ALL THINGS OIL The lowdown on which oil is best for your cook­ing

Food - - Contents -

THERE ARE MANY va­ri­eties of oil, all with unique flavours and prop­er­ties – so choos­ing the right one for the job mat­ters. All oils have a smoke-point rang­ing from high to no-heat. The no-heat oils, such as flaxseed and wheat germ oil, should be used for dips and dress­ings. If you want one oil that will do ev­ery­thing, rice bran is a good choice – suit­able for driz­zling and dress­ings, roast­ing and fry­ing. Get the lowdown on other oils with our guide.


Re­fined sesame oil has a higher smoke point than un­re­fined, so can be used when fry­ing to add a dis­tinc­tive nutty flavour, or sim­ply as a dress­ing or a driz­zle.


Pressed from ground peanuts, peanut oil is most com­monly used in Asian cook­ing be­cause of its high smoke point – the ca­pac­ity to han­dle high heat with­out burn­ing.


This neu­tral flavoured oil is de­rived from rape­seed, and is one of the most pop­u­lar all-pur­pose oils. With a high-heat clas­si­fi­ca­tion, it’s our choice for fry­ing and deep-fry­ing, but it’s also suit­able for roast­ing, bak­ing and grilling.


Co­conut oil, also known as co­pra, is ex­tracted from ma­ture co­conut flesh. With a sweet flavour and mid-range smoke point, it can be used for ev­ery­day cook­ing, in­clud­ing sautéing, roast­ing and bak­ing, and can be sub­sti­tuted 1:1 with other fats. When sub­sti­tut­ing but­ter with co­conut oil, use solid room tem­per­a­ture co­conut oil.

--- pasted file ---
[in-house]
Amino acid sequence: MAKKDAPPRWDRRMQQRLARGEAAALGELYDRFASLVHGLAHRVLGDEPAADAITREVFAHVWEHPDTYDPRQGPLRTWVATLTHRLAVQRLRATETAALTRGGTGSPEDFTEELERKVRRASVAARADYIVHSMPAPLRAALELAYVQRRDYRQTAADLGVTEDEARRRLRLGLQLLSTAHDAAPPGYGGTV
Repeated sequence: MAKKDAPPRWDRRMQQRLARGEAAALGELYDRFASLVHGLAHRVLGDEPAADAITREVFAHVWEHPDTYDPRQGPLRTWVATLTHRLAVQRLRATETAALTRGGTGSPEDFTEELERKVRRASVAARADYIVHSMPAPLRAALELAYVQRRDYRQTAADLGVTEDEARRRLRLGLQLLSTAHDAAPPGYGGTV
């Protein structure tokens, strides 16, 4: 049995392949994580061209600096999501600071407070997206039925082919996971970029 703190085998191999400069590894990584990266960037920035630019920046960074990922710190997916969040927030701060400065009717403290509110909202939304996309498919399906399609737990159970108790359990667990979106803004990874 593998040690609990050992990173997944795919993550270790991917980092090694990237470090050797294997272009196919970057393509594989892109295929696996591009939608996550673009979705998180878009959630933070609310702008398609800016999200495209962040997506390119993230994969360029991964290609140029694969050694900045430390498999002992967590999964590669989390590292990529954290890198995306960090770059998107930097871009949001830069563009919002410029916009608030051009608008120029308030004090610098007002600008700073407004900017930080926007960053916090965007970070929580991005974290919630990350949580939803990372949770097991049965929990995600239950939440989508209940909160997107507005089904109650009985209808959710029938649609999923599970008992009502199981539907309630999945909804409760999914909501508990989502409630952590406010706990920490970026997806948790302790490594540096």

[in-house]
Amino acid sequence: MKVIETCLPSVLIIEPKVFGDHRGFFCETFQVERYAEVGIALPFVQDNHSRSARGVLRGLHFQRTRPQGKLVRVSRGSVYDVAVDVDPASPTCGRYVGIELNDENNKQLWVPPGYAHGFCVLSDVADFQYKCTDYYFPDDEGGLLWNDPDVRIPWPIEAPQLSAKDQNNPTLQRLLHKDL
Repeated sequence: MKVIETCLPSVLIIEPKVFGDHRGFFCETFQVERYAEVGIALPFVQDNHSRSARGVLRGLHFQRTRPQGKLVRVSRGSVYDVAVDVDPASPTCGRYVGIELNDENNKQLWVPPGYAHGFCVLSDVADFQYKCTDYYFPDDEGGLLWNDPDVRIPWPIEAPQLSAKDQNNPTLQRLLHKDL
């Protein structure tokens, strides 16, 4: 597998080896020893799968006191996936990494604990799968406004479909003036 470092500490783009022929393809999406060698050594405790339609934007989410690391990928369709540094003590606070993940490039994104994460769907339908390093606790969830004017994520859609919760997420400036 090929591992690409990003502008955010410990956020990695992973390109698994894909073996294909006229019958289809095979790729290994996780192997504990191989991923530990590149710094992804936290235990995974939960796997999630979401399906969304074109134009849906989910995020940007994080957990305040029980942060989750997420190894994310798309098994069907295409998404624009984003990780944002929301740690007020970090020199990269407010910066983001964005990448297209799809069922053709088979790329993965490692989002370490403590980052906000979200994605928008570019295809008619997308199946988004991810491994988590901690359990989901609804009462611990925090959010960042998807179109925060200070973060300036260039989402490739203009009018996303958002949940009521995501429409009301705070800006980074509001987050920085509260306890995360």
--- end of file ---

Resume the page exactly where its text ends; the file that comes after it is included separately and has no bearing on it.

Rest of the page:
Ex­tra vir­gin refers to the first oil that comes from cold pressed olives, whereas other olive oils are blends of both cold pressed and pro­cessed oils. Use ex­tra vir­gin oil for driz­zling and dress­ings; gen­eral olive oils are suit­able for pan fry­ing. ‘Light’ refers to the oil’s colour, flavour and aroma, not fat con­tent.


This oil has a mild, grassy, av­o­cado flavour, and is rich in ben­e­fi­cial mo­noun­sat­u­rated fats. Its high smoke point means it is suit­able for fry­ing, grilling and roast­ing, but is also great in dress­ings.


All have a nutty flavour and mid-range smoke point, so are great for bak­ing, dress­ings and sauces.


When mild, this is a pleas­antly flavoured but not hot oil, suit­able for bak­ing or fry­ing fish, chicken or veg­eta­bles for a sub­tle flavour ad­di­tion. It can also be a ‘pi­quant’ oil, used in dress­ings or for fry­ing, where its mus­tard bite will be ap­pre­ci­ated.

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